The demand for low-cost and low-power consumption solutions for high-resolution seismic and gravity measurements is on the rise. This is largely due to the increasing need for accurate and reliable data for various applications such as geotechnical surveying, navigation systems, or natural hazards monitoring, for example, earthquakes.
This information is usually obtained using very sensitive instruments such as accelerometers. Accelerometers, as the name suggests, measure acceleration, i.e. velocity over time, and are commonly used in various applications from smartphones and cars to navigation systems and aeroplanes.
INL researchers have developed a new mechanism to improve sensitivity and noise reduction in accelerometers. More specifically, the electronic readout is typically the bottleneck that limits sensitivity/resolution in accelerometers using capacitive transduction (the commonly used mechanism). With the prototype developed at INL, researchers are using their expertise in Micro Electronic Mechanical Systems, known as MEMS structures, to increase the accuracy of accelerometers.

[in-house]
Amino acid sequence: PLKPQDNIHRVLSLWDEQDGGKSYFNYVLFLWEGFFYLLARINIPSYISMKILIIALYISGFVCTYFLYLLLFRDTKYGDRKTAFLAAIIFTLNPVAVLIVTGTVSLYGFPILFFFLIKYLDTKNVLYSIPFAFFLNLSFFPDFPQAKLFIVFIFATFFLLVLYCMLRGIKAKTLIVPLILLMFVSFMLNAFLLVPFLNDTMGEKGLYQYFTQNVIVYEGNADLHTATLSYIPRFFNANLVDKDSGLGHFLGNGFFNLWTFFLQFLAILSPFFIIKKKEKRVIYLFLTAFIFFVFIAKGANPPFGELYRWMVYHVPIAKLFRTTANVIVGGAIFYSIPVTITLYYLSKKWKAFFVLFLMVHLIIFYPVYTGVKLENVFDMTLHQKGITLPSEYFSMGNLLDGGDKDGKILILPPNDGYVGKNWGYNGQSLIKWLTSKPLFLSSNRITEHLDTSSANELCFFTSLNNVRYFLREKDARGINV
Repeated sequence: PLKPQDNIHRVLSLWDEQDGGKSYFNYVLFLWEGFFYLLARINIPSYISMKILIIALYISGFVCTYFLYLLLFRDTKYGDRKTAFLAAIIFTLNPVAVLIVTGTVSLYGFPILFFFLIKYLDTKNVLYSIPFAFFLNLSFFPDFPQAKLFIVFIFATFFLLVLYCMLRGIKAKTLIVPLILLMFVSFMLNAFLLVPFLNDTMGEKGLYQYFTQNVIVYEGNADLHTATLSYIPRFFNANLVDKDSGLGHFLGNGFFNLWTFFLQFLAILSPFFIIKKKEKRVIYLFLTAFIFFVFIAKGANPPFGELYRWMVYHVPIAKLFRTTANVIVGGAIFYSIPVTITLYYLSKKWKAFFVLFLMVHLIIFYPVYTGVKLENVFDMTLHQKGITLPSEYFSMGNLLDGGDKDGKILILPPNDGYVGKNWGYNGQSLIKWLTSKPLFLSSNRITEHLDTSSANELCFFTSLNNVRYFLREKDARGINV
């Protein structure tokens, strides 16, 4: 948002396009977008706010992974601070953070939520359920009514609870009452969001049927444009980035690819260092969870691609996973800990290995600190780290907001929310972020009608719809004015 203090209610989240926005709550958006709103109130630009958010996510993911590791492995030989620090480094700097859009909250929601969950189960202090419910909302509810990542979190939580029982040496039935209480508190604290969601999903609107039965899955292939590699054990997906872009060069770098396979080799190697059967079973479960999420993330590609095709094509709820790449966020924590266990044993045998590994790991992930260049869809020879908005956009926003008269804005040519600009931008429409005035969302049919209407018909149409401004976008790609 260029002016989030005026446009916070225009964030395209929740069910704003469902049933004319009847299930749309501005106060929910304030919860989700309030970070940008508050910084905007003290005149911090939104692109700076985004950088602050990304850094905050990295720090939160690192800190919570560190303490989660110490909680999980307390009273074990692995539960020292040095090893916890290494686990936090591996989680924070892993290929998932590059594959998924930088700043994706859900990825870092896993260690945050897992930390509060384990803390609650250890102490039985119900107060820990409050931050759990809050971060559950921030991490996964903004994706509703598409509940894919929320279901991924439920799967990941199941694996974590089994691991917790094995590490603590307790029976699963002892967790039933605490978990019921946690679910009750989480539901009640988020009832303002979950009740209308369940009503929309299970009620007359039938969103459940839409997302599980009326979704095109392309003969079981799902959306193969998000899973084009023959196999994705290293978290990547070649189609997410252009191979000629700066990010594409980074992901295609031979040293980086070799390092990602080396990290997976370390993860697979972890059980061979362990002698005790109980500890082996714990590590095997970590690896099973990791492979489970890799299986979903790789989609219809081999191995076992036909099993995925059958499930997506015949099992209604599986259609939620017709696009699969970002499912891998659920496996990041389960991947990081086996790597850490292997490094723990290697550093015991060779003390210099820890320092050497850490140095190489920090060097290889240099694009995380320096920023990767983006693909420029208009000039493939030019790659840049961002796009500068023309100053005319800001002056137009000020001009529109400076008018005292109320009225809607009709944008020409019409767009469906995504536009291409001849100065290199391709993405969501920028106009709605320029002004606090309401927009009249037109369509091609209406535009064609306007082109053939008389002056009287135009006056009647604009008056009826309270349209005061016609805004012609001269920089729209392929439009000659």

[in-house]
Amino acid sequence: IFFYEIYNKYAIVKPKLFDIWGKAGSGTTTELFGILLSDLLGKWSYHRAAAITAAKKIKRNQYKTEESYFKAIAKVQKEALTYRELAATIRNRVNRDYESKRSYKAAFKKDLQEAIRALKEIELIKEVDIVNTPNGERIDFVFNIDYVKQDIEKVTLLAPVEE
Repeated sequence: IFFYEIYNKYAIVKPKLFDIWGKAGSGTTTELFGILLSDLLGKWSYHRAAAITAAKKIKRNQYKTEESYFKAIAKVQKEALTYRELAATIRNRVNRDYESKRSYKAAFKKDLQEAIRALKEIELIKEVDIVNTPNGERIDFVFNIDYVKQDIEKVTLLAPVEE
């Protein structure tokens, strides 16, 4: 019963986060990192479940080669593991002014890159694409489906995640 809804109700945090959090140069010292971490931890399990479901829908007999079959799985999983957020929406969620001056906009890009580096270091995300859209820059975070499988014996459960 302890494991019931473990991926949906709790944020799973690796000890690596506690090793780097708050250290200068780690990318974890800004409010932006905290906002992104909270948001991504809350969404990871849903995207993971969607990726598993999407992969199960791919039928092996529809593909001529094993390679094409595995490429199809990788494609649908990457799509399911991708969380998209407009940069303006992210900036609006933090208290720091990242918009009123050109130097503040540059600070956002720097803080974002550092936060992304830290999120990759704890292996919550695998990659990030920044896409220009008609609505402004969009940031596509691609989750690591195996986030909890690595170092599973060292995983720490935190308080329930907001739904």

Rosana Dias, the researcher at the Integrated Micro and Nanotechnologies research group, explains that “the duration of pull-in non-linear transitions is very sensitive to external forces, under specific actuation and damping conditions. We are using know-how on the electrostatic pull-in dynamic behaviour of MEMS structures and the interaction of the several force contributions to measure acceleration with high sensitivity”.
The prototype developed at INL has tuneable sensitivity, and it has the potential to be applied in gravimetry, seismometry, microgravity acceleration measurement systems and geotechnical surveying.